You can hear this message in the voice of Juan de Dios Ramírez-Herediaby clicking on the following link: https://youtu.be/B4jMs07MmGE

In 1971 the “Iron Curtain” and the “Berlin Wall” seemed impregnable walls

April 8 was declared International Roma Day at the first World Romani Congress. Now it is celebrated around the world.

    On April 8, the Romani people go to the riverbanks to throw flowers into the river. It is the symbol of freedom, crossing borders, and the Earth as a shared place for all the people. 

       After that, we leave floating lights on the still waters of the river to remember our ancestors. We never forget the half-million Romani people who died in concentration camps under the Nazi regime after World War II. 

      We are living hard times. Our people are still being prosecuted, also in democratic countries. Some of them arrive in Europe fleeing from hunger and misery with the hope of a better life, but they are expelled. We must raise our voices to demand a more tolerant society and we have to ask our governments to show solidarity. We cannot lose hope. 

      On April 8, we must go out onto the street with a smile and we have to offer our hand to whoever wants to shake it. If people want to listen to us, we have to tell them who we are. Our people have nothing to do with what is portrayed in some mass media. 

     On April 8, we should feel proud of belonging to a great community. We are more than fourteen million people around the world. Fourteen million human beings with a common history, with a common language, with a largely shared culture, and with the desire to continue being Romani of the 21st century.

At the London Congress, a dream came true

      Fifty years have passed since on April 8, 1971, a group of Romani people from 28 different countries met in London to talk about our aspirations at that moment and to think about our futures. This was a unique event, absolutely unthinkable for many of the people who attended the Congress. It was in London where we discovered that we wanted to be the architects of our future and the administrators of our freedom.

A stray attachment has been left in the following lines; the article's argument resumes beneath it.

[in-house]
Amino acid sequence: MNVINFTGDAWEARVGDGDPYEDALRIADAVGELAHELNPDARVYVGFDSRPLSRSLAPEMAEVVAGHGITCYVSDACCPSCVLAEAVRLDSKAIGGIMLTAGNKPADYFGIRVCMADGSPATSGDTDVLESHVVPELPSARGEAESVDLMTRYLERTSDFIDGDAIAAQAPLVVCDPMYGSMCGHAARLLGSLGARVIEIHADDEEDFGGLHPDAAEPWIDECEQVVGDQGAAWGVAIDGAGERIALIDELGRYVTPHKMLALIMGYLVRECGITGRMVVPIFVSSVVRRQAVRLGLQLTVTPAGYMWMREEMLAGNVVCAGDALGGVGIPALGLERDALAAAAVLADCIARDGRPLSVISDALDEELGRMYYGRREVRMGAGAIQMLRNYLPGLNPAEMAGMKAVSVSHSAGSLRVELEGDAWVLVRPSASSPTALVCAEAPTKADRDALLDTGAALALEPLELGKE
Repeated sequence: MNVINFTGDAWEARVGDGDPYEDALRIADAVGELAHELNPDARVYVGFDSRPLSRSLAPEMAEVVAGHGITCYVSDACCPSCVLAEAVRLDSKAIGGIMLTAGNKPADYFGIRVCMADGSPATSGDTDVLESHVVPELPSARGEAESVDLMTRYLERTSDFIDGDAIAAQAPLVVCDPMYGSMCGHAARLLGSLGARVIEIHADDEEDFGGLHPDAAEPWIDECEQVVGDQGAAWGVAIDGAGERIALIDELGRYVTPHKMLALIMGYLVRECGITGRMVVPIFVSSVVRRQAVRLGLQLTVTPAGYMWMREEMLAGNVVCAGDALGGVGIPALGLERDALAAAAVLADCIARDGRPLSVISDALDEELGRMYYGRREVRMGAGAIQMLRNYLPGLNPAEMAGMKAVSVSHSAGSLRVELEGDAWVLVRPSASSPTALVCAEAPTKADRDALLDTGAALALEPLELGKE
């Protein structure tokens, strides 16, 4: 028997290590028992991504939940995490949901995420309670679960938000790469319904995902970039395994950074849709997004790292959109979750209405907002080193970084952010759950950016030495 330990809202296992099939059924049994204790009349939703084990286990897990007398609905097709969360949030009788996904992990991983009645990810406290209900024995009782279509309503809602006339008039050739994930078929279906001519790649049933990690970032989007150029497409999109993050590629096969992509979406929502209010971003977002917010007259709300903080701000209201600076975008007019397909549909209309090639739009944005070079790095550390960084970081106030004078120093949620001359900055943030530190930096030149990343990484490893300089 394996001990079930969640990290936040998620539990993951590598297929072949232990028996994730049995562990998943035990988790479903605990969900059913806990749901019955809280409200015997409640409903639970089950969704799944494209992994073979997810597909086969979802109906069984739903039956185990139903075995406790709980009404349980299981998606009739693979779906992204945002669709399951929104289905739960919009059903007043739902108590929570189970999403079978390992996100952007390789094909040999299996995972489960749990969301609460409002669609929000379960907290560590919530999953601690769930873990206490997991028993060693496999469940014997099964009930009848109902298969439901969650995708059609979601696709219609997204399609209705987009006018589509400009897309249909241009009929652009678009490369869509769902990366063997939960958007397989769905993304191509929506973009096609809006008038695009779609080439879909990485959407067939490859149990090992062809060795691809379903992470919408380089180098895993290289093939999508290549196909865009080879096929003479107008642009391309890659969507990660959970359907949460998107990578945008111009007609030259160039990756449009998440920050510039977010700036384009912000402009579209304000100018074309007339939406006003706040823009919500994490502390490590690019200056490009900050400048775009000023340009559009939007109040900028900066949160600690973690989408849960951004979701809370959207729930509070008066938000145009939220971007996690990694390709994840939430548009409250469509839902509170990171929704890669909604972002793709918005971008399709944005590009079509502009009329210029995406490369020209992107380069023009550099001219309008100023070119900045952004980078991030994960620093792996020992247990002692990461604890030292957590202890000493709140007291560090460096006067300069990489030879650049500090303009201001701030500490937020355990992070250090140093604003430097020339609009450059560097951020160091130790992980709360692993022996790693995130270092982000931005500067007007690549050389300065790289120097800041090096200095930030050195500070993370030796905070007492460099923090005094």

There were only Romani people, in the London Congress. Most of them came from former communist countries. We should not forget that three-fourths of the European Romani population came from Russia and its satellite states. That is why we were very interested in what the people who came from those countries could tell us. In 1971 the “Iron Curtain” and the “Berlin Wall” seemed impregnable walls.

Great achievements of the London Congress

      Those of us who were lucky enough to participate in that meeting agreed we should have a flag to represent us. And we approved it: it is blue and green. We also wanted a universal hymn to sing during our celebrations. Jarko Jovanovich composed it with his balalaika. In 1978 we were recognized by the United Nations. We thought we should create an academic institution to work on the normalization and standardization of our language, Romano. It happened thanks to René Descartes University in Paris and Marcel Courthiade, may God have him in his glory. Finally, we created the International Romani Union. The goal was clear: to culminate a political project and to represent the Romani people around the world. 

Names for History

      The first of all is Vanko Rouda, founder of the International Gypsy Committee. Also, his brother Leula and Grattan Puxon, the General Secretary of the London Congress. They were the soul of the Congress. Slobodan Berbeski was the president of the Congress and Dr. Jan Cibula was elected the first president of the International Romani Union. Jarko Jovanovich, composer of Gelem, Gelen and Raya Rudikova, a Romani girl form Russia. The list is very long. 

Meanwhile, in Spain

      In 2017, on March 10, the Congress of Deputies urged the Government to officially declare April 8 as the International Roma Day, as well as to recognize the blue and green flag with a red 16-spoke wheel and the Gelem Gelem as our anthem. “The purpose was to use those symbols in commemorations, acts and institutional events related to the Romani People.”

      On April 6, 2018, the Council of Ministers of Spain approved the recognition of April 8 as the International Roma Day, as it has been done in the past in the Council of Europe and different countries. The Plenum of the Senate of Spain joined this celebration through a solemn institutional declaration.